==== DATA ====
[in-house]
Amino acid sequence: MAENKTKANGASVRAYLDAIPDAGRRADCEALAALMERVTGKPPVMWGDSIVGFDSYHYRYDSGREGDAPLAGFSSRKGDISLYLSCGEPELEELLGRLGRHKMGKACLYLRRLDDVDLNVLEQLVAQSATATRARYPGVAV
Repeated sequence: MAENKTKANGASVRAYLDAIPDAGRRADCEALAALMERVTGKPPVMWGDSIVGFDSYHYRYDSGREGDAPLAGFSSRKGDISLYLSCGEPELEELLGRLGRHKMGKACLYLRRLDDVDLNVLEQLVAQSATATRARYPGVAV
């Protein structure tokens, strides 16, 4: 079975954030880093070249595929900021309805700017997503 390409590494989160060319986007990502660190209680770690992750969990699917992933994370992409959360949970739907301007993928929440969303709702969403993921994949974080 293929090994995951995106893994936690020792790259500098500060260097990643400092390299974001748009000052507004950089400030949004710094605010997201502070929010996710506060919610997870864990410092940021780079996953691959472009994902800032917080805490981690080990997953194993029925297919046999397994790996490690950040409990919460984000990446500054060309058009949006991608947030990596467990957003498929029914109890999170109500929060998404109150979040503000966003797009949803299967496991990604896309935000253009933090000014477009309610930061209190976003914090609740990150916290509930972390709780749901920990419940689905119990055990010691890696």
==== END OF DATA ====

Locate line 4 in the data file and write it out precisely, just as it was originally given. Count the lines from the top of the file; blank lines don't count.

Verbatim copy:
């Protein structure tokens, strides 16, 4: 079975954030880093070249595929900021309805700017997503 390409590494989160060319986007990502660190209680770690992750969990699917992933994370992409959360949970739907301007993928929440969303709702969403993921994949974080 293929090994995951995106893994936690020792790259500098500060260097990643400092390299974001748009000052507004950089400030949004710094605010997201502070929010996710506060919610997870864990410092940021780079996953691959472009994902800032917080805490981690080990997953194993029925297919046999397994790996490690950040409990919460984000990446500054060309058009949006991608947030990596467990957003498929029914109890999170109500929060998404109150979040503000966003797009949803299967496991990604896309935000253009933090000014477009309610930061209190976003914090609740990150916290509930972390709780749901920990419940689905119990055990010691890696």